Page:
One of the mysteries of the English language finally explained.
A small piece or spot of ground; a plot; a small enclosure. Now British regional.
Late Middle English (in an earlier sense). Immediate origin uncertain. Perhaps the reflex of an unattested Old English *plecce, and hence cognate with Middle Dutch plecke, plec place, plot, spot, stain, blemish (Dutch plek), Middle Low German plecke, plechke piece of ground, place (German regional (Low German) Plek, Pleck place, spot, also stain), apparently from a variant (with i-mutation) of the same base as Middle Dutch placke, plac stain, spot (Dutch plak patch, rag, stain, spot, also place), Middle Low German placke, plak stain, small piece, rag, plot, village (German regional (Low German) Plak, Plakke, Placke, Placken; perhaps goes to Middle High German placke patch; German regional (chiefly northern) Placken); further etymology uncertain and disputed: perhaps related to Middle Dutch plagghe rag (Dutch plag), Middle Low German plagge turf, rag (German regional (Low German) Plagge), Old Icelandic plagg luggage, Old Swedish plag piece of clothing (Swedish plagg).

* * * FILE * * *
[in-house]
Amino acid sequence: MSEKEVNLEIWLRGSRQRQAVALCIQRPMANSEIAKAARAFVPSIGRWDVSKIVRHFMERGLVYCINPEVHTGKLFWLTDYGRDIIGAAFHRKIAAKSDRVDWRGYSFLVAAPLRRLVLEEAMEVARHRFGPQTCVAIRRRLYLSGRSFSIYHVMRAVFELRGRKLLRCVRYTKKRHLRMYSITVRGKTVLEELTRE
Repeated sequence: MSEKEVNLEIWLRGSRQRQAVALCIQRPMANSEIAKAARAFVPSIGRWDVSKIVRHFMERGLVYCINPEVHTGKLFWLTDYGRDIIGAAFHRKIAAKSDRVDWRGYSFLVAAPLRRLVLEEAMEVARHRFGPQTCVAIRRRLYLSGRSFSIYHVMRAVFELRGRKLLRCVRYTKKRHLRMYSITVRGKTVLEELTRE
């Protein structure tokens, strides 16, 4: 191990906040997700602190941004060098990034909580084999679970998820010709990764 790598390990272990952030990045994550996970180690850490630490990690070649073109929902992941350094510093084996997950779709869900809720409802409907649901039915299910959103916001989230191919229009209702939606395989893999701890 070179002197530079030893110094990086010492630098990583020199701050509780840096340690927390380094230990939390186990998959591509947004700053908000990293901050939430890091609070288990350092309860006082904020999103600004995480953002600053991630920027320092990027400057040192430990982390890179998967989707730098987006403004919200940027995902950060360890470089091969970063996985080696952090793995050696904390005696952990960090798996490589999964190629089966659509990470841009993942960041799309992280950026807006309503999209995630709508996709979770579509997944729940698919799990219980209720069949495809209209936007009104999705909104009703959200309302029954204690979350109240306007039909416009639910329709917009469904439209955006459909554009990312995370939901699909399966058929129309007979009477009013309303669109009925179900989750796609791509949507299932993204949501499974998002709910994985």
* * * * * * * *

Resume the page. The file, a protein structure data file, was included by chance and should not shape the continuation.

In this article we explore how to impress employers with a spot-on CV.